Why do we want these narratives? I suspect that they make whites feel better about their whiteness and the consequences of oppression. We think, see, they’re okay, they overcame so much. What a victory! I suspect too, that we want to examine the “other” under the microscope of oppression. There is something thrilling in the voyeurism of hardship and pain.
Aisha Sabatini Sloan, in her keynote at NonfictionNOW, Iceland 2017, titled “The Dangerous Lure of Writing for White Readers in an MFA,” discusses the way her MFA program pushed her away from her original scholarly and creative interests into writing narratives that fit the white imagination. She didn’t feel like she could write for black readers. She explains what happened to her writing: All of the overtures that are made to “explain” the experience of being a minority are tiny coded signals that the reader is presumably unfamiliar with this experience. And the reader who doesn’t have to guess at that reality can feel those signals as a distancing. In some cases, these are teeny, tiny gestures. But the reality is, even the smallest of those gestures can feel huge.
These words carry a certain sorrow, perhaps, that she was pushed to write in a way that would distance a reader like herself. Sloan wondered where her work might have gone if she hadn’t felt this pressure to conform and had been able to pursue her passion projects. If she had not been forced into the small box of the white imaginaire. Luckily, she has returned to that former self and is pursing the projects and work that she feels inspired by.
What I return to as a white woman, an American, a writer and activist, is the need to sit in discomfort and not attempt to slough it off on other white people. To point a finger at the actual racist. To deny my part in it. I say this because just as people of color are forced to represent their otherness, white people represent the life of racism in this country. There is no way around this in our current moment.
The fact of the white body is supremacy. The fact of the white body is oppression. The fact of the white body is violence and death. The fact of the white body is erasure of all others that don’t bare sameness.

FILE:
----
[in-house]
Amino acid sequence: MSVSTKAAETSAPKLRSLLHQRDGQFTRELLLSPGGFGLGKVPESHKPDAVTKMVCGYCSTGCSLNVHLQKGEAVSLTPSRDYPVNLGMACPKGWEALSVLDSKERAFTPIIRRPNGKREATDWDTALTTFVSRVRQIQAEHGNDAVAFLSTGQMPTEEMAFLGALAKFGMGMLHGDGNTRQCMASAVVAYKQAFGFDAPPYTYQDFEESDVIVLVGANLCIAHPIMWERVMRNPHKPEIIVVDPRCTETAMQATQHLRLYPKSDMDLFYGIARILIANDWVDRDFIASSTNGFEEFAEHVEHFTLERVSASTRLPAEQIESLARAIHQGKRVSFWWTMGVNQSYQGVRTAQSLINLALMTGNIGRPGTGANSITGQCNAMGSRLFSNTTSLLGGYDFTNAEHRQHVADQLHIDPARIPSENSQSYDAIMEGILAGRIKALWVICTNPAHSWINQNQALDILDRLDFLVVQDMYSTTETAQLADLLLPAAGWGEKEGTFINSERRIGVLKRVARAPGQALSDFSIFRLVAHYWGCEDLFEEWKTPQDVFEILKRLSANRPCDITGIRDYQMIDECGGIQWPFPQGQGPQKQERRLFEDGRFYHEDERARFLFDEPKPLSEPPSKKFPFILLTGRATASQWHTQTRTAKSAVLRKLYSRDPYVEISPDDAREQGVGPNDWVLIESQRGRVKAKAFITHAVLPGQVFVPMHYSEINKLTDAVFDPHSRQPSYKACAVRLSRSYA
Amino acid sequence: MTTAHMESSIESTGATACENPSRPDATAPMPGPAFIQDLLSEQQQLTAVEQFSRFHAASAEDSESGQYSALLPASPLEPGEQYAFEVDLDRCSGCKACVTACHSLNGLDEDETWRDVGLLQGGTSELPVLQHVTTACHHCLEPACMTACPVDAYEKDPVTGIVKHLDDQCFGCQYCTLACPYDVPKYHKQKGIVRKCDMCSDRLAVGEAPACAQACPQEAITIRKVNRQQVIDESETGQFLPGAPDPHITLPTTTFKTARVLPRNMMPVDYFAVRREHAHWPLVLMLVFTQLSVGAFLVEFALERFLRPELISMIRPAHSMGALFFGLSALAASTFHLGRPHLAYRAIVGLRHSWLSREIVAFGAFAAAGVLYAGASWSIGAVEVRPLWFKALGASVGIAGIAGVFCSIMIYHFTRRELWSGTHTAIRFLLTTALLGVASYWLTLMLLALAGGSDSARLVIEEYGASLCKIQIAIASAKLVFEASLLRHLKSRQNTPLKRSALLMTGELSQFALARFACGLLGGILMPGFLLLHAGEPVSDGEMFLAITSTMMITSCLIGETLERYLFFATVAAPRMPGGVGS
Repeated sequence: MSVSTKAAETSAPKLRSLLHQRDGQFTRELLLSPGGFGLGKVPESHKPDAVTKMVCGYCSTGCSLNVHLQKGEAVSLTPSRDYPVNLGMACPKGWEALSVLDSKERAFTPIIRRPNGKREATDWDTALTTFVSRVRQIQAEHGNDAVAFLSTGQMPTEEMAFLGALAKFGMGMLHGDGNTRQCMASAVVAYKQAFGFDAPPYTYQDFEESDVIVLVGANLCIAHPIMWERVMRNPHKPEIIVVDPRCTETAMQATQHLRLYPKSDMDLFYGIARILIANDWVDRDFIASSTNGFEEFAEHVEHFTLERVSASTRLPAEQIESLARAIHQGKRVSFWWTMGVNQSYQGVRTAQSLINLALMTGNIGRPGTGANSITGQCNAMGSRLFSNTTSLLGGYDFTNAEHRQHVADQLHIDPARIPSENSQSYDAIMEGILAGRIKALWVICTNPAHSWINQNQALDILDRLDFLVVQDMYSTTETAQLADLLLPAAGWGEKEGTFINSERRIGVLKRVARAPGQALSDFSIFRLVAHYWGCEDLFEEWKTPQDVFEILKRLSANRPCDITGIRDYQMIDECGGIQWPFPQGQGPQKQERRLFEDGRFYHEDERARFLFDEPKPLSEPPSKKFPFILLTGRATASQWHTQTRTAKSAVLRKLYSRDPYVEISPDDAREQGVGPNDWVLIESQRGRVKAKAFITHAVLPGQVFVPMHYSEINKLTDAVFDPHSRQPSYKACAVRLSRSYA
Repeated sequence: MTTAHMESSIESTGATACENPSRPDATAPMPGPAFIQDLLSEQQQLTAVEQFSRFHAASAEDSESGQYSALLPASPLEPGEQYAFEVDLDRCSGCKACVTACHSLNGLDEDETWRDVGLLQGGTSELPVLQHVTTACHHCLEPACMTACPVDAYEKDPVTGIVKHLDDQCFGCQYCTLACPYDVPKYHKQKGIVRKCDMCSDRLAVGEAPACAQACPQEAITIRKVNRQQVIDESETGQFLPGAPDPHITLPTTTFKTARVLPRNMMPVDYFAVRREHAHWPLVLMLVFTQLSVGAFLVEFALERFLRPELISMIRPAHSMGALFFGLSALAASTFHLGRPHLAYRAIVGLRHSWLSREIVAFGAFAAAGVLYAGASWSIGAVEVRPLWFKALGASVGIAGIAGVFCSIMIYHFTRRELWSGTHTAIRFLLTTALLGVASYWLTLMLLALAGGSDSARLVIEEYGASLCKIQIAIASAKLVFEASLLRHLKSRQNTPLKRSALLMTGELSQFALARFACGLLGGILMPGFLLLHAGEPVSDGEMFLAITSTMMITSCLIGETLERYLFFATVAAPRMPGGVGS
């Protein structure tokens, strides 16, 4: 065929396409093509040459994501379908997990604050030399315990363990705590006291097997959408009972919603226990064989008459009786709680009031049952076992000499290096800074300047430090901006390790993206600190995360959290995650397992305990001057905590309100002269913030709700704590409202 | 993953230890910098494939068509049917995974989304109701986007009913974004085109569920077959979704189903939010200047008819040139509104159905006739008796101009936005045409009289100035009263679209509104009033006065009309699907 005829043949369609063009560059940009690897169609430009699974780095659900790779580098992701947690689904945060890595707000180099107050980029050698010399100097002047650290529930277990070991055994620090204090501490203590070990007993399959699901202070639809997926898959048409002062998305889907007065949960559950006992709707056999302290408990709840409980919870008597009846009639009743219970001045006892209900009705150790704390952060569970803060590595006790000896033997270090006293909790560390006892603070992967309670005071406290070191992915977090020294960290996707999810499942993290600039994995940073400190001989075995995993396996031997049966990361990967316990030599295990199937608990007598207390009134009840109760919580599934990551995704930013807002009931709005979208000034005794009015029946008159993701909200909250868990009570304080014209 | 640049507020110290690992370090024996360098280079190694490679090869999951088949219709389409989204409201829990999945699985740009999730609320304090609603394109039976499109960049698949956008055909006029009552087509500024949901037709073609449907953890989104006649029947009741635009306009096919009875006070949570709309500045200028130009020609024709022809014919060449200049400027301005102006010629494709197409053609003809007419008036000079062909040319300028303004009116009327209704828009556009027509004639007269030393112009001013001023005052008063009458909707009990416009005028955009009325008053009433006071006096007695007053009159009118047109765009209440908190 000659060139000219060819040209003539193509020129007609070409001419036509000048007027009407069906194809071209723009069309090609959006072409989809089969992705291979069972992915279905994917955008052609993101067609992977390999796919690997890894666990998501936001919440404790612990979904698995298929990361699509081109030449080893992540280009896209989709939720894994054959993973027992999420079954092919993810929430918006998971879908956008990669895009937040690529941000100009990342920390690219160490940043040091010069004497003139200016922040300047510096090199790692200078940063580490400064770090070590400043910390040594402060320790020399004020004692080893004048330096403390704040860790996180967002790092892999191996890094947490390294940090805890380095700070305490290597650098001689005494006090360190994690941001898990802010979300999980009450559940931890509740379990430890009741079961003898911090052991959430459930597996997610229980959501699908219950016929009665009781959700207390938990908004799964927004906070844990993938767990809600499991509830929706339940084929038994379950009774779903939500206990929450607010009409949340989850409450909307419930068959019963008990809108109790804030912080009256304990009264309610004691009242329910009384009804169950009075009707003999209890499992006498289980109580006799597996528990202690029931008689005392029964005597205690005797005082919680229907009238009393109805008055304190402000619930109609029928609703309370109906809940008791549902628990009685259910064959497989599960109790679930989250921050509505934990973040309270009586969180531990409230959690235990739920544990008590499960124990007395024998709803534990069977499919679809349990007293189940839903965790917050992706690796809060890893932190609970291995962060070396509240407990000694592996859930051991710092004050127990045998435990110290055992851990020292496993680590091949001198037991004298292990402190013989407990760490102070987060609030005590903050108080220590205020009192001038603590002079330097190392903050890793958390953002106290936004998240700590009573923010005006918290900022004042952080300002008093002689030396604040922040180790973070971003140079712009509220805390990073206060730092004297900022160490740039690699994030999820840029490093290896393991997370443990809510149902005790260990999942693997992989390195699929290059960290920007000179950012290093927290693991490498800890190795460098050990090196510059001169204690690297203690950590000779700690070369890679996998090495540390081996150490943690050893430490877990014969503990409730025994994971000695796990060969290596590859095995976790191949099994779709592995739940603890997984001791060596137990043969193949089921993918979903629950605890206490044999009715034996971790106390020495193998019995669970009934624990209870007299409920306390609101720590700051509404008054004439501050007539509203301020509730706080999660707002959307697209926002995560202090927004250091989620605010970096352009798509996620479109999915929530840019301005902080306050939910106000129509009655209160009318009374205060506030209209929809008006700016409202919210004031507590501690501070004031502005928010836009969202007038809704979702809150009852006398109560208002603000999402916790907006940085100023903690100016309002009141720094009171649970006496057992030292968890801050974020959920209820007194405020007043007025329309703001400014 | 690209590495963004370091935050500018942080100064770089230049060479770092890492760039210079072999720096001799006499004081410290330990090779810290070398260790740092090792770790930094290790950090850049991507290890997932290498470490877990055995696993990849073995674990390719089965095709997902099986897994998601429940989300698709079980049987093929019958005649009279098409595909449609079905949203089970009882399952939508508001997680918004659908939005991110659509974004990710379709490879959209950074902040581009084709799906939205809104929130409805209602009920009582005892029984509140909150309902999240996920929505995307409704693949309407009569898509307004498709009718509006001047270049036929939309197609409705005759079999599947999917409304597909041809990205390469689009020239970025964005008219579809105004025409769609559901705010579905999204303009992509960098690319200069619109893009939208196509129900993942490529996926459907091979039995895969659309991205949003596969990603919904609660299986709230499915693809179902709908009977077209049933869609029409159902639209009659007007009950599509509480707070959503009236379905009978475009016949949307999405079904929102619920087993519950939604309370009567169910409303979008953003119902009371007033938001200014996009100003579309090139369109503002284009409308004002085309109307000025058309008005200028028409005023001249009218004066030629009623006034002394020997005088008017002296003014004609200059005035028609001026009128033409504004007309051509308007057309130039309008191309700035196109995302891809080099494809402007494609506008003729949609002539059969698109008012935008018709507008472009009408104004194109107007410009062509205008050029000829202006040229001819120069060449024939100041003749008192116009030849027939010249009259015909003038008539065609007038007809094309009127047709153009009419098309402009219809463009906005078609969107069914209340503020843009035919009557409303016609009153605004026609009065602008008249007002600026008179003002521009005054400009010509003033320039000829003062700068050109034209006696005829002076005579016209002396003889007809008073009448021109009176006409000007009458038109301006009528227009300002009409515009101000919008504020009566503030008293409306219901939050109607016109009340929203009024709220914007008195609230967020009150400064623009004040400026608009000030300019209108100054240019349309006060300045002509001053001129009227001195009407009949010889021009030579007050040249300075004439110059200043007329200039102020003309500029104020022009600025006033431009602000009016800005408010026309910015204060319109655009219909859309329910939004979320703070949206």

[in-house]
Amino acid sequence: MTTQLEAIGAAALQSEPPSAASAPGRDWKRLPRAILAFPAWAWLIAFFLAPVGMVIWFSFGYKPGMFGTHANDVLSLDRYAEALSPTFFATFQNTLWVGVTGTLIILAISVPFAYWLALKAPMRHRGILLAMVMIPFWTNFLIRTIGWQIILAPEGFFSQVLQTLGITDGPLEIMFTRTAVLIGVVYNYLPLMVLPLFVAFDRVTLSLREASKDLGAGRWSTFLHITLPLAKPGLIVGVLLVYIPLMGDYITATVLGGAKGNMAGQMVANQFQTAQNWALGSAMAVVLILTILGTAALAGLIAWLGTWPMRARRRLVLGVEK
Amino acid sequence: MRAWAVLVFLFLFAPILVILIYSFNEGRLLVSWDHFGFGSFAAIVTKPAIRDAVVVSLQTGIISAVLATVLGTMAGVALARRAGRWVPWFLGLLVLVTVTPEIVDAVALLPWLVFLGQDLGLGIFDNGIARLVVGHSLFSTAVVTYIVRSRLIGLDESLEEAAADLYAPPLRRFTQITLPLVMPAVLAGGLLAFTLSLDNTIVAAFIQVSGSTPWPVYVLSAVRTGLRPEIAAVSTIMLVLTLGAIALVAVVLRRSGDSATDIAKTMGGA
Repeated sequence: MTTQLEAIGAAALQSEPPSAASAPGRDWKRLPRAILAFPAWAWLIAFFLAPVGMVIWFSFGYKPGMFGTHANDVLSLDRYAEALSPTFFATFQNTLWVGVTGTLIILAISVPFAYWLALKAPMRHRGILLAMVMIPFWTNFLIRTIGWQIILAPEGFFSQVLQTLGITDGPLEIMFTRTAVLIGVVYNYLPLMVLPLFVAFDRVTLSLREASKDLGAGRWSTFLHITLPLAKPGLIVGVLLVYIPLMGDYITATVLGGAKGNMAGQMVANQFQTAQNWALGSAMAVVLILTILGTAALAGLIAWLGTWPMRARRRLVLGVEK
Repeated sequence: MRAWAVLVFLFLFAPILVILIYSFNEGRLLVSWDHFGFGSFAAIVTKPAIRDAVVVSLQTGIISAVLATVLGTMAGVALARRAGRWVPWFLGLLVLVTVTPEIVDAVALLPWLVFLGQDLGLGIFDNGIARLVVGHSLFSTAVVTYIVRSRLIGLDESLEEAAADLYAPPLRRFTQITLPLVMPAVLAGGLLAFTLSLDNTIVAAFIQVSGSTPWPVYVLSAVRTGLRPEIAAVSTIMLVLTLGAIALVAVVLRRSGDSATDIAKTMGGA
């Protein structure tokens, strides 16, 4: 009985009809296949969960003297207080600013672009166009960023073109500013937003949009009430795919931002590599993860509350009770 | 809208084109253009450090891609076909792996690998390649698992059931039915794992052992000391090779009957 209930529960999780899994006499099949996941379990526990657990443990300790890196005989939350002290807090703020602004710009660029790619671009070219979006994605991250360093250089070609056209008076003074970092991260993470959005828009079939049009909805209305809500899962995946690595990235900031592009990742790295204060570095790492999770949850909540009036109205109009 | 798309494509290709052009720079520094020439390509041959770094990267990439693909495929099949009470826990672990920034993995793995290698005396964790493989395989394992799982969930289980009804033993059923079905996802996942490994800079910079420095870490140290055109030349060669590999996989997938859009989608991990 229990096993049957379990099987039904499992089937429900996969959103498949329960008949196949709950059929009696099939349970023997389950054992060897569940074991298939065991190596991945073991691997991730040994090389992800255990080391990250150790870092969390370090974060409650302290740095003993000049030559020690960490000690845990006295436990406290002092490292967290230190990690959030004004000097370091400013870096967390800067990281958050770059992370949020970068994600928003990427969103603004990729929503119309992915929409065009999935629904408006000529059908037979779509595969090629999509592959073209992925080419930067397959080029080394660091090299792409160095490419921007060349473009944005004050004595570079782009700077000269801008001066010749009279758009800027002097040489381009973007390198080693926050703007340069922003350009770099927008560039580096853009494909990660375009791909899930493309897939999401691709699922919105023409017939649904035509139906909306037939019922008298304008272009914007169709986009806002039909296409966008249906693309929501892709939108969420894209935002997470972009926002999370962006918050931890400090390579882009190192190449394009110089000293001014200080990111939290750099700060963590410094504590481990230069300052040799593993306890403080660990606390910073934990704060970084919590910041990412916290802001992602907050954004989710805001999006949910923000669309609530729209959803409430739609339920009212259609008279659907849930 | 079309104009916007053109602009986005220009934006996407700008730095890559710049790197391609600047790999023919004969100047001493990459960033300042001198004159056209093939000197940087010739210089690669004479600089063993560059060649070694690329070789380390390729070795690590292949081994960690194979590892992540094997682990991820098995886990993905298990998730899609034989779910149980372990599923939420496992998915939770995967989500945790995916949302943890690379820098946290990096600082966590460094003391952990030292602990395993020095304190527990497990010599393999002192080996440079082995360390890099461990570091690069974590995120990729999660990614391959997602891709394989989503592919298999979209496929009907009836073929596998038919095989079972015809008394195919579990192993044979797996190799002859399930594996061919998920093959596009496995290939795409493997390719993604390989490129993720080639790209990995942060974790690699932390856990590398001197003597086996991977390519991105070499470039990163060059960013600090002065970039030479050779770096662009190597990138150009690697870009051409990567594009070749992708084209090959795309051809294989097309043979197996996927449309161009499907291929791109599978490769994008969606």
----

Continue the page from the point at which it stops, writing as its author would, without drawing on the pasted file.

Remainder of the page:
Rankine writes: because white men can’t/ police their imagination/ black people are dying
What imagination does she mean? The one that fears the black body his culture has created as a figure onto which the white imagination has projected all it’s ugliness. Just think for one moment about the way black men were turned into rapists to be feared by white women (and lynched by white men) when in fact it was white men, slave owners, with the most egregious history of rape of Black female slaves.
But that isn’t what this is about. This is about learning to listen, to absorb, to feel, to hear, to read about, to know with great familiarity the legacy of whiteness that a white body carries. And then, brick by brick, to dismantle your own imagination. To find your own way through this history that unless we come to recognize, to know with great intimacy and vulnerability, we will continue to pass on. Trust me, when I tell you (with great love) that it is your own work to do.
It’s that time of year. Time for the Association of Writers and Writing Programs Conference and this year it’s in Portland, Oregon. Come see me talk about writing and find out what the game Neon Daycare, which I played with my sisters and cousins as a young girl, has to do with writing.
S228. The Landscape of Memory: Writing Places That Don’t Exist. (Kelly McMasters, Miranda Weiss, Emily Casey, Jericho Parms) While setting is often seen as the purview of fiction writers, place has become its own sub-genre in the creative nonfiction community. Whether tracking breaking stories in situ or casting generations into the past, the writer’s job is often to create the landscape of memory out of the ether. How, aside from Proust’s madeleine, can we gain access to places to which we no longer have access, and landscapes that are essentially make-believe? How do writers render a remembered landscape real?